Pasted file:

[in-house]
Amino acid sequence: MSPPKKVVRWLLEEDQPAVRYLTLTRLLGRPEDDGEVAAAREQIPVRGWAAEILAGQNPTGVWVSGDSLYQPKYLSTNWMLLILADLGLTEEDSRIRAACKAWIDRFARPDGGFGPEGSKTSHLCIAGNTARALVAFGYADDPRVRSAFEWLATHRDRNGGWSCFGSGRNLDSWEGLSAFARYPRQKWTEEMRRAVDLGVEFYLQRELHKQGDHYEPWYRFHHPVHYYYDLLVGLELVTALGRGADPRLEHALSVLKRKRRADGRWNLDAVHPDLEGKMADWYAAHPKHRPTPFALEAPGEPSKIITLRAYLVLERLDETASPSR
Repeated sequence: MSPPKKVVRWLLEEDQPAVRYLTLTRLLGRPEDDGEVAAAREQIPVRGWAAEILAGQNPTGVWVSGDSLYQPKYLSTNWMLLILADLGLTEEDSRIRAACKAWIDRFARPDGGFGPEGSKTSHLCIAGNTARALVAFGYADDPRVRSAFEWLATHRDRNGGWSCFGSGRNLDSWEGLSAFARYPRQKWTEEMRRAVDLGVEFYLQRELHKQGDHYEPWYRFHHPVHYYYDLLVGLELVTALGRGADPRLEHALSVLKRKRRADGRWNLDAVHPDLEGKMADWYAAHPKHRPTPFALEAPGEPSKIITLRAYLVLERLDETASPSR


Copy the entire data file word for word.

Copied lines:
[in-house]
Amino acid sequence: MSPPKKVVRWLLEEDQPAVRYLTLTRLLGRPEDDGEVAAAREQIPVRGWAAEILAGQNPTGVWVSGDSLYQPKYLSTNWMLLILADLGLTEEDSRIRAACKAWIDRFARPDGGFGPEGSKTSHLCIAGNTARALVAFGYADDPRVRSAFEWLATHRDRNGGWSCFGSGRNLDSWEGLSAFARYPRQKWTEEMRRAVDLGVEFYLQRELHKQGDHYEPWYRFHHPVHYYYDLLVGLELVTALGRGADPRLEHALSVLKRKRRADGRWNLDAVHPDLEGKMADWYAAHPKHRPTPFALEAPGEPSKIITLRAYLVLERLDETASPSR
Repeated sequence: MSPPKKVVRWLLEEDQPAVRYLTLTRLLGRPEDDGEVAAAREQIPVRGWAAEILAGQNPTGVWVSGDSLYQPKYLSTNWMLLILADLGLTEEDSRIRAACKAWIDRFARPDGGFGPEGSKTSHLCIAGNTARALVAFGYADDPRVRSAFEWLATHRDRNGGWSCFGSGRNLDSWEGLSAFARYPRQKWTEEMRRAVDLGVEFYLQRELHKQGDHYEPWYRFHHPVHYYYDLLVGLELVTALGRGADPRLEHALSVLKRKRRADGRWNLDAVHPDLEGKMADWYAAHPKHRPTPFALEAPGEPSKIITLRAYLVLERLDETASPSR